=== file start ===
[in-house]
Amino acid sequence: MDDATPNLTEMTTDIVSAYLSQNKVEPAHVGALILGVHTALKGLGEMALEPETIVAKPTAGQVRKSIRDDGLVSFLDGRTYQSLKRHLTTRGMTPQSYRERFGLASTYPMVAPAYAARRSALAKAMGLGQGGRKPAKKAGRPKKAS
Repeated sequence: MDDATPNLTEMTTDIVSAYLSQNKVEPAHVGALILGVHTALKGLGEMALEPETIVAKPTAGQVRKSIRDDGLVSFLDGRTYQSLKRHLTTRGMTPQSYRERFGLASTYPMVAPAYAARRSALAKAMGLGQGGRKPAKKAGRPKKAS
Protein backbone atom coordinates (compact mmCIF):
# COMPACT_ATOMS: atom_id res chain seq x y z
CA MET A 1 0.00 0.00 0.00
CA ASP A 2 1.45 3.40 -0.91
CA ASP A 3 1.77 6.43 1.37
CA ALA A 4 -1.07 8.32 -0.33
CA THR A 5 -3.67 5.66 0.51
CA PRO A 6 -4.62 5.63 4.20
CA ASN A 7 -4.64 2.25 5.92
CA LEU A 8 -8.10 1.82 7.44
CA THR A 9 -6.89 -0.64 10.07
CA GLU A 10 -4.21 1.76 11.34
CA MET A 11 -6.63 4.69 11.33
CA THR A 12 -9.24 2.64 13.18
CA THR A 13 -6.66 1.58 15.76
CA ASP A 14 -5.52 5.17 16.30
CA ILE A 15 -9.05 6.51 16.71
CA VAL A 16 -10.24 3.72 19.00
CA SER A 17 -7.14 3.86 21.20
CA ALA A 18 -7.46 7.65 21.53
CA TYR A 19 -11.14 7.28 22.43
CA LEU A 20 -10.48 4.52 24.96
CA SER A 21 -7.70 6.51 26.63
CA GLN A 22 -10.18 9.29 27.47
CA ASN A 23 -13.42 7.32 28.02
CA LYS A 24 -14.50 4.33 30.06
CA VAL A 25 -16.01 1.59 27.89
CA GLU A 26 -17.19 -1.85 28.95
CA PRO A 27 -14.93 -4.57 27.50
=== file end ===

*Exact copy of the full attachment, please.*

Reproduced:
[in-house]
Amino acid sequence: MDDATPNLTEMTTDIVSAYLSQNKVEPAHVGALILGVHTALKGLGEMALEPETIVAKPTAGQVRKSIRDDGLVSFLDGRTYQSLKRHLTTRGMTPQSYRERFGLASTYPMVAPAYAARRSALAKAMGLGQGGRKPAKKAGRPKKAS
Repeated sequence: MDDATPNLTEMTTDIVSAYLSQNKVEPAHVGALILGVHTALKGLGEMALEPETIVAKPTAGQVRKSIRDDGLVSFLDGRTYQSLKRHLTTRGMTPQSYRERFGLASTYPMVAPAYAARRSALAKAMGLGQGGRKPAKKAGRPKKAS
Protein backbone atom coordinates (compact mmCIF):
# COMPACT_ATOMS: atom_id res chain seq x y z
CA MET A 1 0.00 0.00 0.00
CA ASP A 2 1.45 3.40 -0.91
CA ASP A 3 1.77 6.43 1.37
CA ALA A 4 -1.07 8.32 -0.33
CA THR A 5 -3.67 5.66 0.51
CA PRO A 6 -4.62 5.63 4.20
CA ASN A 7 -4.64 2.25 5.92
CA LEU A 8 -8.10 1.82 7.44
CA THR A 9 -6.89 -0.64 10.07
CA GLU A 10 -4.21 1.76 11.34
CA MET A 11 -6.63 4.69 11.33
CA THR A 12 -9.24 2.64 13.18
CA THR A 13 -6.66 1.58 15.76
CA ASP A 14 -5.52 5.17 16.30
CA ILE A 15 -9.05 6.51 16.71
CA VAL A 16 -10.24 3.72 19.00
CA SER A 17 -7.14 3.86 21.20
CA ALA A 18 -7.46 7.65 21.53
CA TYR A 19 -11.14 7.28 22.43
CA LEU A 20 -10.48 4.52 24.96
CA SER A 21 -7.70 6.51 26.63
CA GLN A 22 -10.18 9.29 27.47
CA ASN A 23 -13.42 7.32 28.02
CA LYS A 24 -14.50 4.33 30.06
CA VAL A 25 -16.01 1.59 27.89
CA GLU A 26 -17.19 -1.85 28.95
CA PRO A 27 -14.93 -4.57 27.50